Emotional Intelligence – It Really Makes a Difference

Over the last decade, there has been an increased interest in the use of Emotional Intelligence (EI) in the work environment, with the idea that improving EI competencies can enhance employees’ sense of well-being, professional performance, and leadership skills. This has been particularly true in the high-tech, banking, education, and financial industries. More recently, such training in EI has also spiked in public workshops and programs that focus on self-development. During my career as a psychologist, I also became a certified trainer and coach and stared training people in the domains of EI. I was frequently amazed at how much lack there was in EI training in companies and especially among professionals that I expected to have basic understanding of these concepts. Those include physicians, nurses, therapists, teachers, and others who have routine interactions with people. Their lack in EI training often created negative responses among their clients, increase conflict in the work place or families, and made life more difficult and complicated. To see the change these people underwent after attending EI training was always touching and refreshing and it brought me a great sense of satisfaction to see the positive change in their lives.

So what is EI all about? EI competencies include self-awareness, self-regulation, motivation, empathy, and social skills:

Self-awareness – relates to how much a person is aware of their feelings, thoughts, impulses, and behavior. It also includes how much a person is able to connect to their preferences, acknowledge their vulnerabilities and triggers. If you want to be able to work with your anger, sadness, or addiction, you got to understand what is ticking you and catch long before it takes a hold on you.

Self-regulation – which is also referred today as self-management is the ability to regulate emotional states and thinking patterns. Hence, to better cope with anger by taking the steps to create space for oneself, to take a timeout when needed, to express anger in a healthy manner; To better cope with anxiety, worry, and panic by breathing, changing thinking patterns, or focusing on something else. One can also use self-regulation techniques to increase their level of energy and excitement upon demand.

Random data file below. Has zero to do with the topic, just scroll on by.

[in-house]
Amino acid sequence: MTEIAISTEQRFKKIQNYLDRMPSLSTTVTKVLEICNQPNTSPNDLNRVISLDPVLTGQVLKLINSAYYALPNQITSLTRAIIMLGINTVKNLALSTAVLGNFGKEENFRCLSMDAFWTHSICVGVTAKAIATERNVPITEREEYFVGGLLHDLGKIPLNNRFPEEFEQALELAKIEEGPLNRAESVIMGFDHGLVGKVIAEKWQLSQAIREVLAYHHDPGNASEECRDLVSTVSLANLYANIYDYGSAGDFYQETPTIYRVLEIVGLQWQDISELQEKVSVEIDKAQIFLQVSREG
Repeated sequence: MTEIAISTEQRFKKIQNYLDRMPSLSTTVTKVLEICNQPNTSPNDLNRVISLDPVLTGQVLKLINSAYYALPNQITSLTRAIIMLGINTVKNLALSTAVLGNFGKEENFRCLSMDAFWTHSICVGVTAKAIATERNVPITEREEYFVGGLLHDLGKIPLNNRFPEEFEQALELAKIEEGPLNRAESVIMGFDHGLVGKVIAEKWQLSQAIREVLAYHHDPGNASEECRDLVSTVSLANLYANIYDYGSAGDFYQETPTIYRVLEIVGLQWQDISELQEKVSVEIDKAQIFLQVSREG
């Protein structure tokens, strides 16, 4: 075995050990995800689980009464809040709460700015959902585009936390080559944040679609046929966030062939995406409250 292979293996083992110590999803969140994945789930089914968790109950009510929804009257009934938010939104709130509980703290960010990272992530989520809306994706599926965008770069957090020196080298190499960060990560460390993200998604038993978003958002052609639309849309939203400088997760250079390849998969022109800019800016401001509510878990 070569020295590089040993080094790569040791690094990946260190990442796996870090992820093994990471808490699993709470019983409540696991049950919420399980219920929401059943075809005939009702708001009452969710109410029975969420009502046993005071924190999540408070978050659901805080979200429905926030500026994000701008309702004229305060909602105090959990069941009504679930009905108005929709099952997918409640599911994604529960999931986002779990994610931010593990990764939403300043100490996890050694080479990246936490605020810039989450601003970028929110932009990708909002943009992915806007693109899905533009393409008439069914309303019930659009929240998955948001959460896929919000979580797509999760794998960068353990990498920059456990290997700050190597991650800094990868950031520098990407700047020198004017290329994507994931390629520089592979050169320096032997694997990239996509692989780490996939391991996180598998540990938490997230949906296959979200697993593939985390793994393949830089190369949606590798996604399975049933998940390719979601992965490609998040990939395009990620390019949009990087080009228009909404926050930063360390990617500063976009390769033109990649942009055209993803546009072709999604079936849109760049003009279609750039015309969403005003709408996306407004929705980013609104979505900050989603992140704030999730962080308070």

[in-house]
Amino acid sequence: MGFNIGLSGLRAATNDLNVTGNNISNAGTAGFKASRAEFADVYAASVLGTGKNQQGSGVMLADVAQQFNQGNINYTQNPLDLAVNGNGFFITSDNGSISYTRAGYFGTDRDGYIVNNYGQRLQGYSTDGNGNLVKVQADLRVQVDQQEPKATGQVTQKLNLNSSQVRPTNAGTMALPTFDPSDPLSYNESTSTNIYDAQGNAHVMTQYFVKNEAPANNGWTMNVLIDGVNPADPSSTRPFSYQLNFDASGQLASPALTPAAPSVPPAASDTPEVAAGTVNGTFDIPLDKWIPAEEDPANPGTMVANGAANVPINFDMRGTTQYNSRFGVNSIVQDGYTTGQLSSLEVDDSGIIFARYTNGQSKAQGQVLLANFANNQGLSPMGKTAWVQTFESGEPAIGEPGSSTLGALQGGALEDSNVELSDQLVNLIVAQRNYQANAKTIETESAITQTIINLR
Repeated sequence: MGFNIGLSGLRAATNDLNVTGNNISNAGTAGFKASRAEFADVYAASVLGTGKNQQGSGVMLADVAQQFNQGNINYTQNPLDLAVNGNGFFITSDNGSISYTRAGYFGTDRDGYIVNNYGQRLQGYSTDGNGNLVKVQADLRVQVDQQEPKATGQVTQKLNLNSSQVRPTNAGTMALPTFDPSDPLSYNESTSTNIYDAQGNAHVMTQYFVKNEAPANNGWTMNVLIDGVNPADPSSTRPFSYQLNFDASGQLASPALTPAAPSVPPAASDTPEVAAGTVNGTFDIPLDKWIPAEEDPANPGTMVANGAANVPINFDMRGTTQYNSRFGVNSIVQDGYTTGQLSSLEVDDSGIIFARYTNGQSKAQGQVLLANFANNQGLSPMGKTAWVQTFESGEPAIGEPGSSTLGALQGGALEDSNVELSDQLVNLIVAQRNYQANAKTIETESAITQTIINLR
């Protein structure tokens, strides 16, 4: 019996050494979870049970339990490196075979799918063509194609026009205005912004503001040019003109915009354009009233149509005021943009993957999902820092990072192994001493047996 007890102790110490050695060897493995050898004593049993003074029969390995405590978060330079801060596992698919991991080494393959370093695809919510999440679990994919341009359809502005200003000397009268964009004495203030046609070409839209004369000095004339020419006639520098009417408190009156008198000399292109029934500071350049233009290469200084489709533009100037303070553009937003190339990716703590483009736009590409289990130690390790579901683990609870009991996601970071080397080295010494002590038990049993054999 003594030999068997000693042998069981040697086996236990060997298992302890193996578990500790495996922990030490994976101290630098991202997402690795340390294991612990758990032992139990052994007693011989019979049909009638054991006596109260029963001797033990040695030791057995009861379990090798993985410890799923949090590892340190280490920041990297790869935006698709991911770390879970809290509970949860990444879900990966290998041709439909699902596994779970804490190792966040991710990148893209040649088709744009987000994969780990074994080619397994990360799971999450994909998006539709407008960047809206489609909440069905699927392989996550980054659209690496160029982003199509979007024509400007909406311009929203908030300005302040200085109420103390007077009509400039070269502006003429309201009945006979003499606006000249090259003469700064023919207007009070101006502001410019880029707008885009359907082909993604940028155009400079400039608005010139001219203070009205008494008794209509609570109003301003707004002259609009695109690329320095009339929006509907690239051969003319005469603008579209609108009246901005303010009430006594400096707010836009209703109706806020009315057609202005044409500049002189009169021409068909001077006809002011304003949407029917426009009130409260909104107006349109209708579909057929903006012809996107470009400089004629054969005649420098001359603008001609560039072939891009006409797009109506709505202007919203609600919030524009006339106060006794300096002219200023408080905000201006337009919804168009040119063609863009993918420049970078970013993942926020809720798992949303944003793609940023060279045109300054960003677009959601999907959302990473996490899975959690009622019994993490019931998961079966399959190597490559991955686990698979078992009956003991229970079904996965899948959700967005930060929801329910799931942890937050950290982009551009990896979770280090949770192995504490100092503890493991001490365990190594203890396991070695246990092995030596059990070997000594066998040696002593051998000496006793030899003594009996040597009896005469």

Motivation – relates to possessing the understanding of what motivates oneself. People find it hard to keep going or engage in a task if they do not have the passion for it or receive any satisfaction and deeper meaning from the engagement. Hence, motivation requires understanding one’s values, developing passion and excitement about life, aligning oneself with values, and very importantly, develop techniques that fortify resilience which enables people to keep advancing in life despite setbacks and failures which are normal and expected.

Empathy – looking at our world today it is sometimes surprising to know that the human brain was designed and rewarded over thousands of years to be a social creature. That is our brain will reward us with positive feelings and experiences when we’re connected to others and experience states of intimacy. Hence, the competency of empathy relates to the ability to connect to others, have better intimacy in relationships, even with total strangers. Discover ways through which one can be more compassionate, grateful, and better connected to the community.

Social Skills – this domain is also referred today as leadership skills and it relates to one’s ability to lead others, handle difficult conversation and conflicts, being a better communicator, understanding the intricate social picture of any given setting, and being and an agent of change if desired.

People commonly do not receive any training whatsoever in these EI competencies unless they find themselves in psychotherapy or in one of the above programs. But if you think about it, isn’t it absurd to expect children, adolescents, their parents, and any other person to navigate through our world and culture which is getting more complex and stressful each passing day without some training or guidance? I wish that I had the opportunity during high-school to learn about these competencies and how they can improve my life. I know that I would have been better able to cope with the challenges I encountered and the decisions I made.

People who receive training in EI competencies often report greater job satisfaction, increase in their sense of well-being, increase performance at work or school, feeling better able to cope with difficult moments, being better able to connect to others, being more patient, more energized, more motivated, more aligned with their values, and having better relationships.

I invite you to read more about this important qualities and explore how you can improve your life and yourself but optimizing yourself. A book that I highly recommend is Search Inside Yourself by Chade Meng Tan. In addition, you can find free information on the net, just search for emotional intelligence. And of course, I’m always happy to speak to you about it in my practice.

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